Dear Amy: My fiancé, “Rob,” and I are getting married. Our wedding party has three attendants on each side, with his brother “Ted” as best man.
Ted has been out of the closet as a gay man for a few years and is supported by his family. Rob, Ted and I frequently see each other outside of family gatherings and enjoy a nice friendship.
Recently, Ted told us he refuses to serve as best man or even attend the wedding because he does not want to be part of a ceremony that he cannot personally enjoy.
Rob and I tried to reinforce how important it is to us to have Ted as a part of our wedding, but Ted told us it was selfish of us to ask him in the first place. We asked Ted months ago, and until recently he never indicated that he was anything less than flattered. Should we ask someone else to be in our wedding party or wait a bit in case he changes his mind?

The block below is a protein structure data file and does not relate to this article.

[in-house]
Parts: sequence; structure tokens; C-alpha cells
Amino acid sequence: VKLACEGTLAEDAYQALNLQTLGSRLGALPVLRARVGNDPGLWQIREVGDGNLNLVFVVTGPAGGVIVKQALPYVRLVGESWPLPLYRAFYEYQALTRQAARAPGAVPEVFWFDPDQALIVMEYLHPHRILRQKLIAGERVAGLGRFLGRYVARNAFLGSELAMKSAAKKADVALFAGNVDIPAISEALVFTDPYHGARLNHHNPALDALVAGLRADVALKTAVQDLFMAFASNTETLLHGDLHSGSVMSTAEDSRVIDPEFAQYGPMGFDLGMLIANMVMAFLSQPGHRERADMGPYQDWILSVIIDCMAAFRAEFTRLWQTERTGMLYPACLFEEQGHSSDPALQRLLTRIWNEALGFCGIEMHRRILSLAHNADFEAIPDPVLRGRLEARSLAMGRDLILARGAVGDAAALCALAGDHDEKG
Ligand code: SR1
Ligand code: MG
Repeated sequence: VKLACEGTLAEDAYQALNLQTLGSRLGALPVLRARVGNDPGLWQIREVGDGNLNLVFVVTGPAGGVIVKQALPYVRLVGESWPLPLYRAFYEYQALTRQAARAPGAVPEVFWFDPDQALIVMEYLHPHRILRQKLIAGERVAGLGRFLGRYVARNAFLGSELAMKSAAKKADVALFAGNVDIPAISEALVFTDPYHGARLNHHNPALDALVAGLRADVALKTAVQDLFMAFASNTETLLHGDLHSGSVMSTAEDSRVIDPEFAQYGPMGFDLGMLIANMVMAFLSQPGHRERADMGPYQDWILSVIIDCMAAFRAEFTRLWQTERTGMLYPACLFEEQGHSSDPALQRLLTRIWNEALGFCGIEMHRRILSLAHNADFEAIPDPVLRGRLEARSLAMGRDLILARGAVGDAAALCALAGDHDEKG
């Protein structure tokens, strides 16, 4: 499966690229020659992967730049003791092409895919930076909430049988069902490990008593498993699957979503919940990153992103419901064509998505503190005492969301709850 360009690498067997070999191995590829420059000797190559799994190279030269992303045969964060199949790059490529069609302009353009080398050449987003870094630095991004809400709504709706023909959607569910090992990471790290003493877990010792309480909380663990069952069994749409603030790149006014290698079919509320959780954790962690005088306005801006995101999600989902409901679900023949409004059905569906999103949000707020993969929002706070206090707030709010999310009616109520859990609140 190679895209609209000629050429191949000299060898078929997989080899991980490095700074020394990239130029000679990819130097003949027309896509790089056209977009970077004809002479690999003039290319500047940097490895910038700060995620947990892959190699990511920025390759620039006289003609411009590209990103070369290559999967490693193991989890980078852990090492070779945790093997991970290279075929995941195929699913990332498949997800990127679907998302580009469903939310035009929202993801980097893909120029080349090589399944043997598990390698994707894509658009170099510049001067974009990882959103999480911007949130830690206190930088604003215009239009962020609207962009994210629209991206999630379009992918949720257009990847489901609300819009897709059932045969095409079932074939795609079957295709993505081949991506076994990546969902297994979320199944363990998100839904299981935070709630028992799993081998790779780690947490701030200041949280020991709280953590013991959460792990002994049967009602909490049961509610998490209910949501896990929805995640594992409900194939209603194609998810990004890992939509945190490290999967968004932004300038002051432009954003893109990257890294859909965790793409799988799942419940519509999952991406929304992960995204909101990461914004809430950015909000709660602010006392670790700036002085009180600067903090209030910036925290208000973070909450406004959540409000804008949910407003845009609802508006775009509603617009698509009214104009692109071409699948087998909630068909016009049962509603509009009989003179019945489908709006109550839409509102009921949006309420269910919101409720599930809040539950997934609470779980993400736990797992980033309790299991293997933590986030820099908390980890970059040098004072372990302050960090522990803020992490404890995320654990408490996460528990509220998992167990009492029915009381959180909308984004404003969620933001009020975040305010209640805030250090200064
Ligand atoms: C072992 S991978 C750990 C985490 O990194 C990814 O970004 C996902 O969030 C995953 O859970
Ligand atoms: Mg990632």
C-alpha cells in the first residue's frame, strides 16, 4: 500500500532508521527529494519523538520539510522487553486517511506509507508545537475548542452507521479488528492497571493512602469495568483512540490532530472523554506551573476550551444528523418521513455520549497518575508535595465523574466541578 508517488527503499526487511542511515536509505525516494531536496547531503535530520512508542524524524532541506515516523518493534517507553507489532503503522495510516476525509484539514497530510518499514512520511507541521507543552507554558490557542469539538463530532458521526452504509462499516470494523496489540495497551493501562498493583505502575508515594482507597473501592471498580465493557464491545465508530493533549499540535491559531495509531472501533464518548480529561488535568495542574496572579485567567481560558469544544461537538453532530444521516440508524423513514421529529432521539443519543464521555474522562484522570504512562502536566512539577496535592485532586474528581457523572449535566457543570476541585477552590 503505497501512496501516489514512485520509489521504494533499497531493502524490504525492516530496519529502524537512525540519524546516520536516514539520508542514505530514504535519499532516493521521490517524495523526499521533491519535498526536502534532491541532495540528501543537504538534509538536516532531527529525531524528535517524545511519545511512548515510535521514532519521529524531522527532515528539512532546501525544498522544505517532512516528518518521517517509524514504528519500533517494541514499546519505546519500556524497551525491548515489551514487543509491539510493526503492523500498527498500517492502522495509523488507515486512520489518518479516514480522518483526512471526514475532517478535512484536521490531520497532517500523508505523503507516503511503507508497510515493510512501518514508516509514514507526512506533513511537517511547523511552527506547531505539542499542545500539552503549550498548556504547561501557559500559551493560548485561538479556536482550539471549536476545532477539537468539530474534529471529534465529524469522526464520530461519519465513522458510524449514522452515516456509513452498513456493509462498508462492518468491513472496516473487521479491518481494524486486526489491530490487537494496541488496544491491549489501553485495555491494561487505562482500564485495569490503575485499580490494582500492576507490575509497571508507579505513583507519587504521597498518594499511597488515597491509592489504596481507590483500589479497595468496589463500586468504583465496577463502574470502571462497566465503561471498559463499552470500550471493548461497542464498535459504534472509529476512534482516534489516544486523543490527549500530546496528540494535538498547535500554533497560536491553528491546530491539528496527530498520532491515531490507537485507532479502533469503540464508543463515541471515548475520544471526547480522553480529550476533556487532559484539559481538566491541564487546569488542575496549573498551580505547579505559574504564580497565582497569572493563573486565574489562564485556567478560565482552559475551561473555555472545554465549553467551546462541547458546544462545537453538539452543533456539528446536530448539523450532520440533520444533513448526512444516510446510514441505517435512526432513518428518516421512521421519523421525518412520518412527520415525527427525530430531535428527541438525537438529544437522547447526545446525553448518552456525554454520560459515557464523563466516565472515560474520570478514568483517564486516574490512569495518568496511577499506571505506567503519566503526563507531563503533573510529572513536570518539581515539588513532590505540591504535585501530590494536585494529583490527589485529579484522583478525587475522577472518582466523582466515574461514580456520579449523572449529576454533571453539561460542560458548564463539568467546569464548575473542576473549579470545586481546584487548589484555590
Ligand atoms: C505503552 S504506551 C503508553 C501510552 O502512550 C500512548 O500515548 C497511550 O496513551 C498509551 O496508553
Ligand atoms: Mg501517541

Rob is incredibly hurt by this decision.
Dear Bride: “Ted” loves the institution of marriage so much that he won’t participate in or attend one until he can partake of the privilege himself. By this reasoning, Ted won’t be attending any same-sex wedding ceremonies in states where it is permitted until everyone in every state can marry.
He’s driving a political stake through the heart of an institution he aspires to be a part of. Families contain all types of people, and as someone entering into a new family bond, you will see that sometimes the best you can do is be honest about your disappointment, accept someone else’s unhappiness and move on with grace.
Tell Ted you’re disappointed in his choice but that you accept it and have asked someone else to stand up with you.
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